Delays in FDA's accelerated approval drugs cost US $18B

After Aduhelm failed to gain Medicare coverage amid concerns about its efficacy — despite the FDA placing the Alzheimer's drug on its accelerated approval pathway — an HHS report found the U.S. has spent more than $18 billion on these accelerated drugs from 2018 to 2021 with delays in confirmatory trials. 

The HHS estimates that 18 drugs corresponding with 35 applications that are behind on confirmatory trials cost Medicare Part B and Part D about $14 billion, Medicare Part C $5.9 billion and Medicaid $3.6 billion. 

The accelerated approval process is meant to propel life-saving drugs through the approval process faster, according to the FDA. Following the agency's approval, drugmakers are then instructed to perform confirmatory trials after the treatment hits the market. But these tests aren't always on track, the HHS said.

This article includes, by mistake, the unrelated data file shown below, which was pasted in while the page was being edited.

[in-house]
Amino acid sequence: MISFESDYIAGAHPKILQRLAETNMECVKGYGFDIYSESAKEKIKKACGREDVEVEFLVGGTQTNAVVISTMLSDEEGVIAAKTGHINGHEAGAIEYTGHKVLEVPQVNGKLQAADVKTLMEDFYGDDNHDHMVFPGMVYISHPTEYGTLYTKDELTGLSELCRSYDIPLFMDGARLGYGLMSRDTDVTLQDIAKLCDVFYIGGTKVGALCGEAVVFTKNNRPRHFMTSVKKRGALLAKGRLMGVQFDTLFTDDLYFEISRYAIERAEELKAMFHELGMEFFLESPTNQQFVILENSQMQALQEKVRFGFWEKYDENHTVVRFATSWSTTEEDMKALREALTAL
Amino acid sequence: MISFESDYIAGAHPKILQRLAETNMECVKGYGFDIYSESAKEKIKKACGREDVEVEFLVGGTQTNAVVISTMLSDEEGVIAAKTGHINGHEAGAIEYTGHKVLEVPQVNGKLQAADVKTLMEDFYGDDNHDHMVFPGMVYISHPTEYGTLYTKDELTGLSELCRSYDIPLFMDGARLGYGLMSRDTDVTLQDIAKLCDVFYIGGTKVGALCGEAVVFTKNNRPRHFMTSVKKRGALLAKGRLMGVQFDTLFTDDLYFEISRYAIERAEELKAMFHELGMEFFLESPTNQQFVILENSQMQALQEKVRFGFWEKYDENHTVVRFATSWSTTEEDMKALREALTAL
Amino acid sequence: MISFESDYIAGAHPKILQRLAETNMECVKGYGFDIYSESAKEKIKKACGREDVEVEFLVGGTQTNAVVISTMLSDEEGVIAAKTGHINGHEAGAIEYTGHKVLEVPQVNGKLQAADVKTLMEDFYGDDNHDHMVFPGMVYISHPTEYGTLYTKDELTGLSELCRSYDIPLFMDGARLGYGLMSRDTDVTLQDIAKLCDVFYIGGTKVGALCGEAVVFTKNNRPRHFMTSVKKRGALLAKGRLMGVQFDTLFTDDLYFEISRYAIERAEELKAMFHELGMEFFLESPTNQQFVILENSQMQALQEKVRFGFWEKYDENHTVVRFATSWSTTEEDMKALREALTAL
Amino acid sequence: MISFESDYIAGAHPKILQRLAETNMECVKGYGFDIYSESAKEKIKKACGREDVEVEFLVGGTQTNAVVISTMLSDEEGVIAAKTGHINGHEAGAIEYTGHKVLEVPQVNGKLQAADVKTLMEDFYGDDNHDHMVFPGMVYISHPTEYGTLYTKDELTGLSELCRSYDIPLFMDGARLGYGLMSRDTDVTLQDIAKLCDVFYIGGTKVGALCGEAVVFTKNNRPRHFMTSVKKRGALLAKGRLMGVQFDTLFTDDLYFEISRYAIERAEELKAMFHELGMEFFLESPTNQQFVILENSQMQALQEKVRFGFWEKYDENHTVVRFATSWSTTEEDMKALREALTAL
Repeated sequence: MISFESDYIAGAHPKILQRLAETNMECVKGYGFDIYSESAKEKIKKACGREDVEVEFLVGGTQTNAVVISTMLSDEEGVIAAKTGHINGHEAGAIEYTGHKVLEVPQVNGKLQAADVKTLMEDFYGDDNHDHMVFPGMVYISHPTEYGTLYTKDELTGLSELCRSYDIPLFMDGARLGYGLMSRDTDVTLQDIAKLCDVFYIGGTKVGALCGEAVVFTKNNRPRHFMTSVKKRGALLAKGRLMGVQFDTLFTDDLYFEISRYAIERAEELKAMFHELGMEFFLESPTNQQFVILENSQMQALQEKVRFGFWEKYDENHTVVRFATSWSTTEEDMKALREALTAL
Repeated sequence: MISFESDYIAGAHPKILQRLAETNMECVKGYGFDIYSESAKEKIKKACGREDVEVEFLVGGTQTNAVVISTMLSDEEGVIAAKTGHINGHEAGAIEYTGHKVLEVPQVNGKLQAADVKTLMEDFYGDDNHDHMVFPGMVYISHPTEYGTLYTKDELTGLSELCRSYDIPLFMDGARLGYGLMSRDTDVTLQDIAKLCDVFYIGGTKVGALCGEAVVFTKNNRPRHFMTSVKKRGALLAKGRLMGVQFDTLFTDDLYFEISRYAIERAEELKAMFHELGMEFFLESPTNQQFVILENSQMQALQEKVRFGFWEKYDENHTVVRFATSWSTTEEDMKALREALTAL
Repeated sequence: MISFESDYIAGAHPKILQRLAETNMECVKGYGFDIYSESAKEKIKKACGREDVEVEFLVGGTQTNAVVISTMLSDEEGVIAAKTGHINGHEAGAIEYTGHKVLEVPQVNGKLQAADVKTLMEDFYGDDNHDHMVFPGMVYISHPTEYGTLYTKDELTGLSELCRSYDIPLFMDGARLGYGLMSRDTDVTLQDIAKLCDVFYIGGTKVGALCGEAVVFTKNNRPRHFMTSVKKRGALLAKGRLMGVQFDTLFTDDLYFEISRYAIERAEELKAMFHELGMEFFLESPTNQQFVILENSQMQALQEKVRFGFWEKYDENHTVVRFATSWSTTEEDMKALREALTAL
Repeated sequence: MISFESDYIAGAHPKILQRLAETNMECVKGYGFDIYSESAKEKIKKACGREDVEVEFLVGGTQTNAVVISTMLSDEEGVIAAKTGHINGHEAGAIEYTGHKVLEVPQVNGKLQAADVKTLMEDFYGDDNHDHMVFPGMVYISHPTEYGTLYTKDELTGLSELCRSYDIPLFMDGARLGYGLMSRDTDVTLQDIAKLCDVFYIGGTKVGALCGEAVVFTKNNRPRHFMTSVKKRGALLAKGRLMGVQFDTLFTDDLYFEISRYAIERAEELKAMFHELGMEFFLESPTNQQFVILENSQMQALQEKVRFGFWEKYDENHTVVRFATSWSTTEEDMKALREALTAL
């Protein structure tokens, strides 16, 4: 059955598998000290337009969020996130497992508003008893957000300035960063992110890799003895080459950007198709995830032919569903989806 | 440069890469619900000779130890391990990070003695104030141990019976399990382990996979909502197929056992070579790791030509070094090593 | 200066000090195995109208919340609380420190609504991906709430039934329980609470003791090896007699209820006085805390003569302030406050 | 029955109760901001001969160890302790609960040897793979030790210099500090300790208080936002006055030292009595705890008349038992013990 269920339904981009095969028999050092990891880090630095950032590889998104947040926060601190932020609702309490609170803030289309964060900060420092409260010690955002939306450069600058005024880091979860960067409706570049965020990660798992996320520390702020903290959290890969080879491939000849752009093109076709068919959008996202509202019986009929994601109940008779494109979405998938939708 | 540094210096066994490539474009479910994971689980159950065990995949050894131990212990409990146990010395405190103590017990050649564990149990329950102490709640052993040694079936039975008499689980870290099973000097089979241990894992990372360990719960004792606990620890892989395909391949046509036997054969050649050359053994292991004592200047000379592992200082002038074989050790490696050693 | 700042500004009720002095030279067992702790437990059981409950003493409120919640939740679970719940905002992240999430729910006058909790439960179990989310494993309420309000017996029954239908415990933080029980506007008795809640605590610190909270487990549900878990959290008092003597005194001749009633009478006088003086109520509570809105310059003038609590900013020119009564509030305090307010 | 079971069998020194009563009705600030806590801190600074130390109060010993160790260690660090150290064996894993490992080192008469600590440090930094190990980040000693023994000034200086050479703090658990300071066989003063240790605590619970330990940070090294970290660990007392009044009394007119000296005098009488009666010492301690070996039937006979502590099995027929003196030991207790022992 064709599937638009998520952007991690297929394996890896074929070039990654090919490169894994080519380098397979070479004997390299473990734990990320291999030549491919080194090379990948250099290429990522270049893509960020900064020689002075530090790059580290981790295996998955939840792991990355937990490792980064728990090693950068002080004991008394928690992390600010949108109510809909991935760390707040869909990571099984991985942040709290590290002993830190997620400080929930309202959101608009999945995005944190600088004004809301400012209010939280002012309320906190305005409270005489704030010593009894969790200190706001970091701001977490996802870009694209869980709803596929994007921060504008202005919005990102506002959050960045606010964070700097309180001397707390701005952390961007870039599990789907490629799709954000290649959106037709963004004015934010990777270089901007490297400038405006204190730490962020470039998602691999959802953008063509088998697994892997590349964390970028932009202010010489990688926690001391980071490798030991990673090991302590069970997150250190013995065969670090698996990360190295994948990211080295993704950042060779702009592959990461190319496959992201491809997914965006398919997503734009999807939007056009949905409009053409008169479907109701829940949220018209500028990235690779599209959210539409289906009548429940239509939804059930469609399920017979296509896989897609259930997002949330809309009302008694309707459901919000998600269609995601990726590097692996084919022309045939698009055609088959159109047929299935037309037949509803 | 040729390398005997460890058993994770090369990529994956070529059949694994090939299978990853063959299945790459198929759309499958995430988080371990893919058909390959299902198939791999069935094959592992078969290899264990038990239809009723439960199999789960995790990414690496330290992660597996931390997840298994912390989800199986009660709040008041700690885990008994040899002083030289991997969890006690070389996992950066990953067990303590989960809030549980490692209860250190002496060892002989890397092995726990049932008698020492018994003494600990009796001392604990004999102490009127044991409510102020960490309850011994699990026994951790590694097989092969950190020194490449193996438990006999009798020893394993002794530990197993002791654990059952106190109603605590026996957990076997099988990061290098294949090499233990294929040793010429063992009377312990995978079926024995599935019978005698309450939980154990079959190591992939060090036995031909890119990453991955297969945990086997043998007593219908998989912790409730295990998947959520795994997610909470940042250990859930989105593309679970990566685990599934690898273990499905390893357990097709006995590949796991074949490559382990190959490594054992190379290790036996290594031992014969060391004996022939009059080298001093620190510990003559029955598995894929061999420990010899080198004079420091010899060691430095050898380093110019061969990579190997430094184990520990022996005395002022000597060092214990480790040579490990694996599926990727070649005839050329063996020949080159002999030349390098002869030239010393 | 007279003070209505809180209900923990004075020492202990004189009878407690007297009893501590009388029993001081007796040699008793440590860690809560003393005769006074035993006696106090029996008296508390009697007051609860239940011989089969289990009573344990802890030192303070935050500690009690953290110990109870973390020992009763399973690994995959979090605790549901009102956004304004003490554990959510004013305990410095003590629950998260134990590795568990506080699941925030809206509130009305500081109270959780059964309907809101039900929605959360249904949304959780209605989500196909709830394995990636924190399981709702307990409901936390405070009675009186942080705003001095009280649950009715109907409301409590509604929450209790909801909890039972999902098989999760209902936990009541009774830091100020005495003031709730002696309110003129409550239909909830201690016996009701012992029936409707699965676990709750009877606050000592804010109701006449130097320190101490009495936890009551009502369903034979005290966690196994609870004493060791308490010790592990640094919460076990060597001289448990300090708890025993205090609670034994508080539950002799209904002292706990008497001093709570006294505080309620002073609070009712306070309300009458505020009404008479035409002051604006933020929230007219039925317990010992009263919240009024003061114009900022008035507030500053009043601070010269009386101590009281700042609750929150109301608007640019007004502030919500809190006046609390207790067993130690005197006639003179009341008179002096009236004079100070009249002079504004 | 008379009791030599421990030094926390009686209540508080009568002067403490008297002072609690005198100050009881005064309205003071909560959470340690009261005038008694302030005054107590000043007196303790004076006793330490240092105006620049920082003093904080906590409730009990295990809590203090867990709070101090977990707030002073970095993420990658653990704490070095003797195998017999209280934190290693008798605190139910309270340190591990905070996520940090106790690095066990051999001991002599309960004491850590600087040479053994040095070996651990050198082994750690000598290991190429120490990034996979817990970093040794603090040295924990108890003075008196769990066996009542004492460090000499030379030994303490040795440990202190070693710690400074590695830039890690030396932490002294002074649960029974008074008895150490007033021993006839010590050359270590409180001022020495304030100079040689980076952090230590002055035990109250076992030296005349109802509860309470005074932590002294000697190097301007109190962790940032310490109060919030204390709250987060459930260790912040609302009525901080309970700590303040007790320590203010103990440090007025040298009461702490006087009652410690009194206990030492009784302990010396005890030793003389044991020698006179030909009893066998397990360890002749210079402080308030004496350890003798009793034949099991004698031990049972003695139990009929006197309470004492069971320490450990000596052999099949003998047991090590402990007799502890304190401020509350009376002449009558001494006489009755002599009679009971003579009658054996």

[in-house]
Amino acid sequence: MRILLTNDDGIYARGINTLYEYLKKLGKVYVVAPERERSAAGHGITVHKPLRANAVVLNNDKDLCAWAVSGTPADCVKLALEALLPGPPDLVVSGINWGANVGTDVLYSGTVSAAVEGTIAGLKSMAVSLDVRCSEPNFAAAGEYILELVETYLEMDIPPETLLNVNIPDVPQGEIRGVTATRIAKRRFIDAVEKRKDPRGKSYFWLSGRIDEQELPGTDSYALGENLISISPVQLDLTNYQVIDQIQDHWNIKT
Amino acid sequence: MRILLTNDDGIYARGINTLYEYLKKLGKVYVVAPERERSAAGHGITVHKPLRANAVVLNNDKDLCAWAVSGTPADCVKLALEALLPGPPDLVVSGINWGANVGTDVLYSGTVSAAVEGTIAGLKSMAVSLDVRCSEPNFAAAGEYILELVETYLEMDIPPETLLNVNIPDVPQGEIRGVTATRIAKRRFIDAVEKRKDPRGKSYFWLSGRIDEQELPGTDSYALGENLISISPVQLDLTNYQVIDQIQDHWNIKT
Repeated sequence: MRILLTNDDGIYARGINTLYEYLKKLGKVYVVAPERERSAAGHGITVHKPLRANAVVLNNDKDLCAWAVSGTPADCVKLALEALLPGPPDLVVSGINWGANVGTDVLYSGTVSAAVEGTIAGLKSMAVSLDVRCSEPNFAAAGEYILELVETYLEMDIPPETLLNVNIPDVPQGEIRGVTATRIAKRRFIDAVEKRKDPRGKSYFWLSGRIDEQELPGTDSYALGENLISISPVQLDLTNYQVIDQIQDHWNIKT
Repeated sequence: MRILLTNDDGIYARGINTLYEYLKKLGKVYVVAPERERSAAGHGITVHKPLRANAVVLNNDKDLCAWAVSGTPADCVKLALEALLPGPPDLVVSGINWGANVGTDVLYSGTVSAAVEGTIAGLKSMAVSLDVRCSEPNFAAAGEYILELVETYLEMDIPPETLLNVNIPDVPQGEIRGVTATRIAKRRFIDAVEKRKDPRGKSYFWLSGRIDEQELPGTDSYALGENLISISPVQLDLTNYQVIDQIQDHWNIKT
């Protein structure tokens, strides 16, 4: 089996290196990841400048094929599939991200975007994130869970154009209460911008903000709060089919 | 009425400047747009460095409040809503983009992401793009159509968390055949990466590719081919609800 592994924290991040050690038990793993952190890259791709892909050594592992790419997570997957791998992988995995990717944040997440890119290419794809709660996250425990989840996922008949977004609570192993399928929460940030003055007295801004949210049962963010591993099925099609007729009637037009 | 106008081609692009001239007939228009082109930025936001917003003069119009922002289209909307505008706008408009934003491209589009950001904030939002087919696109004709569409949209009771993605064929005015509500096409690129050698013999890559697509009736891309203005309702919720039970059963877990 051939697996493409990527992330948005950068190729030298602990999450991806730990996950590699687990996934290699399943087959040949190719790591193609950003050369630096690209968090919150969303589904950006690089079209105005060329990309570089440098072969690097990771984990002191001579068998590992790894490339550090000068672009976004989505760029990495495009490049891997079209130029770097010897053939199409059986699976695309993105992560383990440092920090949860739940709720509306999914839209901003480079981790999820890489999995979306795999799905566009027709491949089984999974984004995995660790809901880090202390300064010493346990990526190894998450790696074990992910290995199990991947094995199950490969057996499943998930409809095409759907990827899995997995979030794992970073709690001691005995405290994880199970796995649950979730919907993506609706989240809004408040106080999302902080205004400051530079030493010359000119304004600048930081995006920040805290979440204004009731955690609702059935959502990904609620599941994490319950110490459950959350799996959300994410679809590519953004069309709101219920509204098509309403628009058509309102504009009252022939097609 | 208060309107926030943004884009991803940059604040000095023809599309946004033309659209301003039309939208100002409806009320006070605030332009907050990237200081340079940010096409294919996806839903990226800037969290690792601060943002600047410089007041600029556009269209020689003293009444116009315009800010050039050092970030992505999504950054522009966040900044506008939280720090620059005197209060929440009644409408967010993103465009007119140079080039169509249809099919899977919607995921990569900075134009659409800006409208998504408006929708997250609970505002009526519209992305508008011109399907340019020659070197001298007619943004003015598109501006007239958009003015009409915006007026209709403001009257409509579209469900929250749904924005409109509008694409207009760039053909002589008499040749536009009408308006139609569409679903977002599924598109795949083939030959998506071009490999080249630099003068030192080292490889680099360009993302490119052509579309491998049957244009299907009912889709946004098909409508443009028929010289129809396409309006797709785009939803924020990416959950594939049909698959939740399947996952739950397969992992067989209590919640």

"For a variety of reasons, sponsors do not always complete trials promptly," the Office of Inspector General said in a Sept. 29 news release. "This can result in drugs staying on the market — and being administered to patients — for years without the predicted clinical benefit being verified. And insurers — including Medicare and Medicaid — paying billions for treatments that are not verified to have clinical benefit."

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